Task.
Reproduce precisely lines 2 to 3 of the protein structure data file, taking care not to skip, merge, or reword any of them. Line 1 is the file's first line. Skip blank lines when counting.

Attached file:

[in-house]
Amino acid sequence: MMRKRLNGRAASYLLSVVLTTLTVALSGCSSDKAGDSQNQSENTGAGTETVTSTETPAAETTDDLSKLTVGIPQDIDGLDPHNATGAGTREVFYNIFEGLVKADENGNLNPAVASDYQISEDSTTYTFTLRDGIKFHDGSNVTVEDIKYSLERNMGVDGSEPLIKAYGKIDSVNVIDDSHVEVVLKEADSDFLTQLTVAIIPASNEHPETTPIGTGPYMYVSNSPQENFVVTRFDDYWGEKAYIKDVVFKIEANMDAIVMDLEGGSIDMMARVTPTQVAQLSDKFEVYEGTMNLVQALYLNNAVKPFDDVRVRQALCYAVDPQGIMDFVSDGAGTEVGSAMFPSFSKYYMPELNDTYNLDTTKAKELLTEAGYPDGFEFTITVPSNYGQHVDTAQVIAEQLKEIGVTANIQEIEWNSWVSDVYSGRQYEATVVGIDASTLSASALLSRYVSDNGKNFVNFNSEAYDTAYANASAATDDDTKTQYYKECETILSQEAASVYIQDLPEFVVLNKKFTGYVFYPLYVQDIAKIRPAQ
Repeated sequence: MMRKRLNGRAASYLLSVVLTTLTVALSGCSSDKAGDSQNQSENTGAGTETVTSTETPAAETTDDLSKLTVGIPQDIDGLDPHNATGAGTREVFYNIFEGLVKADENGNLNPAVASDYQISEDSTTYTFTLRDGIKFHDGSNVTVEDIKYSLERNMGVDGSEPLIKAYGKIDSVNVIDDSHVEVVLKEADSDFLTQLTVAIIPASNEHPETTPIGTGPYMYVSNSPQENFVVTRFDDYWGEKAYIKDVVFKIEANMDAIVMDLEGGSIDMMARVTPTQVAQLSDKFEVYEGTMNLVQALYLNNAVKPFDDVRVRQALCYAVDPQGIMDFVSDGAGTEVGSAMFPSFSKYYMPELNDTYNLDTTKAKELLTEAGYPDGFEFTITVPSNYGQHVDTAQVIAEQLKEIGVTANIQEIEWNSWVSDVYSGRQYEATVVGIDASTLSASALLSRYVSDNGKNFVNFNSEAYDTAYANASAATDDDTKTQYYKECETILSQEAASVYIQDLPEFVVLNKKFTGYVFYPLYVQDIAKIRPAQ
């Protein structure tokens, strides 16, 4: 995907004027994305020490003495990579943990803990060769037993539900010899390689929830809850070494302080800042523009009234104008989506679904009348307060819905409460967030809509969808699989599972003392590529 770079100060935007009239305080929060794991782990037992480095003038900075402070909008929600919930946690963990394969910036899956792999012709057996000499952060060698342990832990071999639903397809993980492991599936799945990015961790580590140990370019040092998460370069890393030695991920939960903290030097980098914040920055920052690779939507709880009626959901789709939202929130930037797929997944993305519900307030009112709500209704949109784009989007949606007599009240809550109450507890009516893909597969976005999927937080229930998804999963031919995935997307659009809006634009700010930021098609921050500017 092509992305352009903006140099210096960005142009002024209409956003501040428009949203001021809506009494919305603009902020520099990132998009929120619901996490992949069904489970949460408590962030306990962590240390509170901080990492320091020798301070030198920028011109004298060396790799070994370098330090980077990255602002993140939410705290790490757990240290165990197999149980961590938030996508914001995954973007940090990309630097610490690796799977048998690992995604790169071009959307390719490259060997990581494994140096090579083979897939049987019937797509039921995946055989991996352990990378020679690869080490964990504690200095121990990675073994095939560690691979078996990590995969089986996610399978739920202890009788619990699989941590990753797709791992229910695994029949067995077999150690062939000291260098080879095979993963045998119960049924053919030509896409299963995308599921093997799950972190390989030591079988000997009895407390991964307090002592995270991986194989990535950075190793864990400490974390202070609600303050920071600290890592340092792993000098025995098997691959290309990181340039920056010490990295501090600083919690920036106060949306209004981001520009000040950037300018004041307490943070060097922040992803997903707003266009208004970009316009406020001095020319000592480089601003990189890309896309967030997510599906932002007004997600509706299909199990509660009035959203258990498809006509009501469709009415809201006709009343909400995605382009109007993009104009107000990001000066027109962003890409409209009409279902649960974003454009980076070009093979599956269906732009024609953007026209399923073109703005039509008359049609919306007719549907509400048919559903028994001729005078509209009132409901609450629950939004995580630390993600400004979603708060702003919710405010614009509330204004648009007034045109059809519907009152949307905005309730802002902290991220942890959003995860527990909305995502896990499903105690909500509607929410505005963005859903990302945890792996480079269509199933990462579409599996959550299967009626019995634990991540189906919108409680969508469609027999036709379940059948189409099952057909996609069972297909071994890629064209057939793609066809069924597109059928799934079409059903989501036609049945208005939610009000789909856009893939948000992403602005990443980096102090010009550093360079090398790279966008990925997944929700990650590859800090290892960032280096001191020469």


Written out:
Amino acid sequence: MMRKRLNGRAASYLLSVVLTTLTVALSGCSSDKAGDSQNQSENTGAGTETVTSTETPAAETTDDLSKLTVGIPQDIDGLDPHNATGAGTREVFYNIFEGLVKADENGNLNPAVASDYQISEDSTTYTFTLRDGIKFHDGSNVTVEDIKYSLERNMGVDGSEPLIKAYGKIDSVNVIDDSHVEVVLKEADSDFLTQLTVAIIPASNEHPETTPIGTGPYMYVSNSPQENFVVTRFDDYWGEKAYIKDVVFKIEANMDAIVMDLEGGSIDMMARVTPTQVAQLSDKFEVYEGTMNLVQALYLNNAVKPFDDVRVRQALCYAVDPQGIMDFVSDGAGTEVGSAMFPSFSKYYMPELNDTYNLDTTKAKELLTEAGYPDGFEFTITVPSNYGQHVDTAQVIAEQLKEIGVTANIQEIEWNSWVSDVYSGRQYEATVVGIDASTLSASALLSRYVSDNGKNFVNFNSEAYDTAYANASAATDDDTKTQYYKECETILSQEAASVYIQDLPEFVVLNKKFTGYVFYPLYVQDIAKIRPAQ
Repeated sequence: MMRKRLNGRAASYLLSVVLTTLTVALSGCSSDKAGDSQNQSENTGAGTETVTSTETPAAETTDDLSKLTVGIPQDIDGLDPHNATGAGTREVFYNIFEGLVKADENGNLNPAVASDYQISEDSTTYTFTLRDGIKFHDGSNVTVEDIKYSLERNMGVDGSEPLIKAYGKIDSVNVIDDSHVEVVLKEADSDFLTQLTVAIIPASNEHPETTPIGTGPYMYVSNSPQENFVVTRFDDYWGEKAYIKDVVFKIEANMDAIVMDLEGGSIDMMARVTPTQVAQLSDKFEVYEGTMNLVQALYLNNAVKPFDDVRVRQALCYAVDPQGIMDFVSDGAGTEVGSAMFPSFSKYYMPELNDTYNLDTTKAKELLTEAGYPDGFEFTITVPSNYGQHVDTAQVIAEQLKEIGVTANIQEIEWNSWVSDVYSGRQYEATVVGIDASTLSASALLSRYVSDNGKNFVNFNSEAYDTAYANASAATDDDTKTQYYKECETILSQEAASVYIQDLPEFVVLNKKFTGYVFYPLYVQDIAKIRPAQ